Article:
Food & Drink

High heat turns cabbage into a dinnertime winner

My grandmother, who lived to be 92, always said the key to her good health was that whenever possible, she ate cabbage. Now if that isn’t a motto worth needlepointing somewhere, I don’t what is.

But maybe Grandma was on to something. Cabbage is full of vitamins, as well as calcium and iron. And 1 cup of it has only about 20 calories, so you can load it onto your plate without worrying about your waistline.

What my grandmother didn’t tell me was exactly how she proposed eating so much cabbage. I mean, cabbage doesn’t exactly pull in clamoring crowds. Most people aren’t all that excited about it thanks to its rubbery texture when raw, its potent cruciferous taste, and its somewhat unappealing sulfuric smell when cooked.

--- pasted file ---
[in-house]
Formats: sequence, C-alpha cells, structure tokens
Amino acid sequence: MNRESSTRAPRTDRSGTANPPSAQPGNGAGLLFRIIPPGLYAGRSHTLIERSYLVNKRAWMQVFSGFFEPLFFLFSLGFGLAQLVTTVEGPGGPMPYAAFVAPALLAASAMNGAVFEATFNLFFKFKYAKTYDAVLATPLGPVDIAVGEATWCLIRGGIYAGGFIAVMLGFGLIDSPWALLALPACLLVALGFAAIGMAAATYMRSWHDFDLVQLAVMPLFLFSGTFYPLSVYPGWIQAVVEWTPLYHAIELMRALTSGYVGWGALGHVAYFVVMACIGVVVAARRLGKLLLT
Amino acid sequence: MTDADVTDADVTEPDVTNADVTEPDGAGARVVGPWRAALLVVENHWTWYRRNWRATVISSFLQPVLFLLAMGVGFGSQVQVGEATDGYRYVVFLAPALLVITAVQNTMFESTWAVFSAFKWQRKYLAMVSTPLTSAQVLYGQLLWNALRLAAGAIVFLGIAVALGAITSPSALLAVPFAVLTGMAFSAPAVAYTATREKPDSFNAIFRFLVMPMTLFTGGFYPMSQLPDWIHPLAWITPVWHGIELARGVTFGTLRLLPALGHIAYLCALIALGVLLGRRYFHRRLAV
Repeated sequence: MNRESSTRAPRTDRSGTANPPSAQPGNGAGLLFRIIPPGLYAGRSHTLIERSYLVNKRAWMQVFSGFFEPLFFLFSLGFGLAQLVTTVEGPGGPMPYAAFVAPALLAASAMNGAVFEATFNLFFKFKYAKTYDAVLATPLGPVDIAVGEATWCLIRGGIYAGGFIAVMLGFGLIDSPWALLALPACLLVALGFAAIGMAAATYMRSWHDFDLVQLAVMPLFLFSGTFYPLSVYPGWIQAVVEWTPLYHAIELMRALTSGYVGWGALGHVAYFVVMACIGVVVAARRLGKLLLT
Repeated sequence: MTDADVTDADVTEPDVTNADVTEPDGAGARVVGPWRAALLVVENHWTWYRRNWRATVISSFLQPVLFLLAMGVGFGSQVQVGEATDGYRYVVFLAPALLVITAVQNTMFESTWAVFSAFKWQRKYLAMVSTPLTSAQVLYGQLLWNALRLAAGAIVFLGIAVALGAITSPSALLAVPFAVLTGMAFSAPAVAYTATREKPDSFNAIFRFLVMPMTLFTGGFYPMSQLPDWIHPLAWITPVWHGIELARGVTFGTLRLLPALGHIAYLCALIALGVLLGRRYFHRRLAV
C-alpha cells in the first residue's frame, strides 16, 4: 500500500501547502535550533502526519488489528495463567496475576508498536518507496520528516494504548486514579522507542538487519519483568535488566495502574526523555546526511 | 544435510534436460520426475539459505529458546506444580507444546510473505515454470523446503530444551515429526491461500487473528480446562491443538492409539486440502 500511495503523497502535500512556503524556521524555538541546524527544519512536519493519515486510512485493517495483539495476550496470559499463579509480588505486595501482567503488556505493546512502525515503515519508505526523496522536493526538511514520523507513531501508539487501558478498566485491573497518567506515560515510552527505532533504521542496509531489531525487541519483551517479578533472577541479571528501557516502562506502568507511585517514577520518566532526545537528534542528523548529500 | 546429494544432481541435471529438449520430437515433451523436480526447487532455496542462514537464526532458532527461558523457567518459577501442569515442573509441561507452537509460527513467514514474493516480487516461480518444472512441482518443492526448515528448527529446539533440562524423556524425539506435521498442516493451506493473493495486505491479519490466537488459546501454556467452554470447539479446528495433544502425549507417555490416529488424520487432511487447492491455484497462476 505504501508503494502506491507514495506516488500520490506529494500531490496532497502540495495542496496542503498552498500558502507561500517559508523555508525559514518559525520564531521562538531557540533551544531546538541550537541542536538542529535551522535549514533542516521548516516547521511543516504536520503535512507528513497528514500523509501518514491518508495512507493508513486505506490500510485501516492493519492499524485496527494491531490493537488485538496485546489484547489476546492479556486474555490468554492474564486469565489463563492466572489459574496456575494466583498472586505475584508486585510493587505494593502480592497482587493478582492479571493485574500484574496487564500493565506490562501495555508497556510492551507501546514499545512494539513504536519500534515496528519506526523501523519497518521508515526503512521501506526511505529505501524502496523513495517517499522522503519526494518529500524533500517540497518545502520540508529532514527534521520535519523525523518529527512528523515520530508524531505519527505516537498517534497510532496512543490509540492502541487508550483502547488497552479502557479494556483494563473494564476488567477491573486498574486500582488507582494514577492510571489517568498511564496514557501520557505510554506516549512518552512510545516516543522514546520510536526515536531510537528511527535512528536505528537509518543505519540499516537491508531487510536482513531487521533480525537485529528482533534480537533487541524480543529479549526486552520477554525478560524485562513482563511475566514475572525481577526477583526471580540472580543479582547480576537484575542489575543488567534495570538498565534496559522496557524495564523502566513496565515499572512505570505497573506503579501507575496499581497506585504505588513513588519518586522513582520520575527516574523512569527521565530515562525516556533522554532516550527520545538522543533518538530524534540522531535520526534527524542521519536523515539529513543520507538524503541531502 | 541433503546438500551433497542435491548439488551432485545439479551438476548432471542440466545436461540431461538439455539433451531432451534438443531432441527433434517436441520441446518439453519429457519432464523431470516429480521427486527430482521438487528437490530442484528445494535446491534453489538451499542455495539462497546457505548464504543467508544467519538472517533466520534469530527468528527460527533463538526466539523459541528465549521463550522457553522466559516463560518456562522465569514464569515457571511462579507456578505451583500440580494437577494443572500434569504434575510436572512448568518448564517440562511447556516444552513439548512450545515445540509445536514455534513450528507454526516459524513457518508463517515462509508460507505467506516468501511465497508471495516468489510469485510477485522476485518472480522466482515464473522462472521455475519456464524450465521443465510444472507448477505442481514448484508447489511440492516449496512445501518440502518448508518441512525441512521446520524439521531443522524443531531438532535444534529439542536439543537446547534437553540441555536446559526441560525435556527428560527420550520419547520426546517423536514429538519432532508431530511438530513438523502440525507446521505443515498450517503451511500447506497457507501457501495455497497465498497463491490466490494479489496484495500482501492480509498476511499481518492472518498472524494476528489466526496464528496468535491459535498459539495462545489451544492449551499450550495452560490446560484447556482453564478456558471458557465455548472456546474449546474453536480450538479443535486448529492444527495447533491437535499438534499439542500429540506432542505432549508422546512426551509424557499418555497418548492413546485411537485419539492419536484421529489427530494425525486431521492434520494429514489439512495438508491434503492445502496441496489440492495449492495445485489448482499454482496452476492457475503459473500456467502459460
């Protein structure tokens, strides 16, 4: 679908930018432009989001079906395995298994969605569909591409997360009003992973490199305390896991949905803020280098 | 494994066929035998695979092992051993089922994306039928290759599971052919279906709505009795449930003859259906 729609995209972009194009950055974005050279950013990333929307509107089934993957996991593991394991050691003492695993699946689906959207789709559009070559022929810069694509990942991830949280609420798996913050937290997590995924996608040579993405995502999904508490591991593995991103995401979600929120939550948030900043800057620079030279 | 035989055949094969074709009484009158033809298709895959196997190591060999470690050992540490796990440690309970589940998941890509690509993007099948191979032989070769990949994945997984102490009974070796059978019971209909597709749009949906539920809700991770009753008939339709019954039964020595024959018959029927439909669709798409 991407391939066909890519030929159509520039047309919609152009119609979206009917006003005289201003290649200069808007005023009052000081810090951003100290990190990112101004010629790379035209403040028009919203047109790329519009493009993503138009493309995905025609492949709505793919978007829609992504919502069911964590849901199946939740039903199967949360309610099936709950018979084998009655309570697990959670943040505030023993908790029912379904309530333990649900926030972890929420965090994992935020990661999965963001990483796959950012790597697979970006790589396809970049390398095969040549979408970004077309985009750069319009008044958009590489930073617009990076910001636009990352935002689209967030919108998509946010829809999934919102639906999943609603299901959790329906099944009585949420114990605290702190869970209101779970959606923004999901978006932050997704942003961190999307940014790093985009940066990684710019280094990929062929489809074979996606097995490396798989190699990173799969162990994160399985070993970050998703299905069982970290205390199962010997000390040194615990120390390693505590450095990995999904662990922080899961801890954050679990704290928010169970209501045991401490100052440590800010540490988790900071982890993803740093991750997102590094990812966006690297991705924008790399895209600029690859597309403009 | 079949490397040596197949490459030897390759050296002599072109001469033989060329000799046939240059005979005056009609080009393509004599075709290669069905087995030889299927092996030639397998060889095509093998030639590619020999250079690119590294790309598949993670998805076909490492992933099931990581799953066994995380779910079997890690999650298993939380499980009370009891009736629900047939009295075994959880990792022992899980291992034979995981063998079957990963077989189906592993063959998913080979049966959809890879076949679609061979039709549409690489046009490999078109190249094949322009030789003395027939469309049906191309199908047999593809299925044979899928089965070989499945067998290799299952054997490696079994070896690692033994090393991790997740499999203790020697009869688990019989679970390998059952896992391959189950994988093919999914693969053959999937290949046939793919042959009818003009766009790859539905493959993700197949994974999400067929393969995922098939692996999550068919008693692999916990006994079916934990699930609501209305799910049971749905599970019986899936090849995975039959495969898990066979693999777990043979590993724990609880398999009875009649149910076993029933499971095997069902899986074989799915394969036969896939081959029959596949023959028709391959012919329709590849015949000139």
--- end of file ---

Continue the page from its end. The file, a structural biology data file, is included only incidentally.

So let’s avoid all of that. But can I talk you into roasting your cabbage?

Roasting cabbage brings out its sweetness, as well as a delicious earthiness. Pair it with some aromatics like onion, shallot or garlic and a hearty spice, then you’ve got a dish that is downright tasty. Even my husband loves my roasted cabbage recipe, and he usually is a cabbage holdout.

The secret to making this cabbage delicious is cutting the cabbage correctly and roasting it at high heat. You want the oven hot enough to crisp up the edges just enough to impart some roasted smokiness. But the interior of the cabbage should remain just tender, not mushy or steamed.

Another hint: Add some spice, sweetness and tartness to the cabbage. In my curried roasted cabbage, I use a hot curry powder and balance the spice with tangy-tart apples and dried currants (though golden raisins would be fine, too). The result is something that I think my grandma would have loved.